Recently, I met up with an acquaintance. I enjoyed talking with her – she has a great sense of humor, she hosts parties, and her friends tell me she’s always there to help people out.

But she’s been working at the same position within her company for seven years. It’s an entry-level position with job responsibilities that include filing and data entry. Most of her colleagues are recent grads that stay for a year or so before moving onto bigger endeavours.

She doesn’t have any plans to change positions or move to a different company. When I asked her how things were going, she replied that everything was fine. Her job is stable and helps her pay the monthly rent.

Recently, though, she’s had a change in heart. She admitted that she realized how it easy it was for her to stay complacent. She resists change, but also feels that there’s nothing for her to look forward to. She confides that she worries that time has been passing her by.

Are you as happy as you say you are?

Here’s the problem:

It can be surprisingly hard to tell the difference between when you’re happy or just settling with what you have.

There are times when you just know that you’re happy. You get that rush of excitement, a thrill, or your heart beats a million times a minute.

But what about the other end of the spectrum? You know, that mellow and soothing feeling. The feeling that everything is in its place and you can just sit back and relax.

How do you know that your life is in order, versus simply convincing yourself that everything is okay?

It’s hard to say for sure, but I believe there are tell-tale signs. Signs that, if you look closely enough, are indicators that it’s time for a change.

For instance, observe the way you communicate with yourself. Self-talk is a method we commonly use to debrief ourselves after a difficult situation, to get us through obstacles, or to evaluate how we feel. It can also be used to console ourselves when things aren’t right.

You might catch yourself saying different things depending on whether you’re truly content or just complacent.

When you feel content, you use phrases such as:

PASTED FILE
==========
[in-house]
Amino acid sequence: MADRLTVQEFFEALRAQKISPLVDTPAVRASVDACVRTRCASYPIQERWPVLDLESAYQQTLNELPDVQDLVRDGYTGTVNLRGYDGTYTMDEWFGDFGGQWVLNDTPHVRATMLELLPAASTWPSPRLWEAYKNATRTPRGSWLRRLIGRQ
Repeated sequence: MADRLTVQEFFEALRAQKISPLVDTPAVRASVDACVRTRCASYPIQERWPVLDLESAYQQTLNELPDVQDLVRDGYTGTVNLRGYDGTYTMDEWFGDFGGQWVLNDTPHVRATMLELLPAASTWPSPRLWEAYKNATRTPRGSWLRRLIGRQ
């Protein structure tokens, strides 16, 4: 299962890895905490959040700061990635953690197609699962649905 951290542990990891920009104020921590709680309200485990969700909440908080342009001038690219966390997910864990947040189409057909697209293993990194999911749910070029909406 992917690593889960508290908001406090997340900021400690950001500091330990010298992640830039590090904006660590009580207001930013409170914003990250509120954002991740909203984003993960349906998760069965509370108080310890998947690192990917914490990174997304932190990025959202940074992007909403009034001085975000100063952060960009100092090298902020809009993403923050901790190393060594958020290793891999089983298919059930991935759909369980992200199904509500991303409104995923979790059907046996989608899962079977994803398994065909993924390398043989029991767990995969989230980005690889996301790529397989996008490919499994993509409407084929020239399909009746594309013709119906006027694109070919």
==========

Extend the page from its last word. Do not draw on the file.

• “I’m so relieved.”
  • “I love waking up every morning.”
  • “Things are as they should be.”

On the other hand, if you’re feeling complacent, you might tell yourself phrases such as:

  • “It’s okay if I couldn’t achieve what I wanted.”
  • “Maybe someday.”
  • “You can’t have everything.”

While the latter phrases may be true, they’re also blanket statements for dissatisfaction. Even if things look fine on the surface, it feels like something is not quite right, or missing.

Let’s start with being content. What does it mean to be content? It could mean you’re happy with the situation you are in right now. Or, you might be working towards something, but you’re enjoying the process.

Complacent, on the other hand, means that you’re not really making the most out of what you have.

A car on a journey

I like to think of being content versus complacent as similar to two brand new cars. The car that is content is driven on a road trip. It takes periodic rests but it gets full usage and sees progression as it travels.

A complacent car, on the other hand, just sits in the garage. It never gets used, so after awhile it becomes the norm for the car to just stay in one spot. While the car doesn’t need to be refuelled or fixed, the car hasn’t done anything either. The complacent car is an example of wasted potential, as its purpose is never realized.